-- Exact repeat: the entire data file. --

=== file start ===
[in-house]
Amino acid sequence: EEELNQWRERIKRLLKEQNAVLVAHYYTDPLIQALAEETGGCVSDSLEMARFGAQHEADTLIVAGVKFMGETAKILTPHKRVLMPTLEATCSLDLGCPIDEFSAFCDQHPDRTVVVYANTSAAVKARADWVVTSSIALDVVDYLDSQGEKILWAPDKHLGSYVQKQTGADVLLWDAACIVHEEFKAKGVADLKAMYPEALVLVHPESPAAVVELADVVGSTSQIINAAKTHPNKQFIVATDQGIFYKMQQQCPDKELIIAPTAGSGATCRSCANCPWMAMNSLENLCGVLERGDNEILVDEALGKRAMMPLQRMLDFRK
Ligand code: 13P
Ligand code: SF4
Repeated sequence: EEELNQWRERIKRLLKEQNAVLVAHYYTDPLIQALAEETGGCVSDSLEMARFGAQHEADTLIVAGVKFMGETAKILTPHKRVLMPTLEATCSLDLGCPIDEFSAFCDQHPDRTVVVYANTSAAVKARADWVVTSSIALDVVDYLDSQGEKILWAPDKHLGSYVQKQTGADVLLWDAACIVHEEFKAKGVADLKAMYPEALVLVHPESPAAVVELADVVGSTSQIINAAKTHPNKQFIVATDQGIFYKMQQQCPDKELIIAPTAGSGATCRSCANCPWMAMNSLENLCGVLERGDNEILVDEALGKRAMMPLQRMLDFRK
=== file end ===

[in-house]
Amino acid sequence: EEELNQWRERIKRLLKEQNAVLVAHYYTDPLIQALAEETGGCVSDSLEMARFGAQHEADTLIVAGVKFMGETAKILTPHKRVLMPTLEATCSLDLGCPIDEFSAFCDQHPDRTVVVYANTSAAVKARADWVVTSSIALDVVDYLDSQGEKILWAPDKHLGSYVQKQTGADVLLWDAACIVHEEFKAKGVADLKAMYPEALVLVHPESPAAVVELADVVGSTSQIINAAKTHPNKQFIVATDQGIFYKMQQQCPDKELIIAPTAGSGATCRSCANCPWMAMNSLENLCGVLERGDNEILVDEALGKRAMMPLQRMLDFRK
Ligand code: 13P
Ligand code: SF4
Repeated sequence: EEELNQWRERIKRLLKEQNAVLVAHYYTDPLIQALAEETGGCVSDSLEMARFGAQHEADTLIVAGVKFMGETAKILTPHKRVLMPTLEATCSLDLGCPIDEFSAFCDQHPDRTVVVYANTSAAVKARADWVVTSSIALDVVDYLDSQGEKILWAPDKHLGSYVQKQTGADVLLWDAACIVHEEFKAKGVADLKAMYPEALVLVHPESPAAVVELADVVGSTSQIINAAKTHPNKQFIVATDQGIFYKMQQQCPDKELIIAPTAGSGATCRSCANCPWMAMNSLENLCGVLERGDNEILVDEALGKRAMMPLQRMLDFRK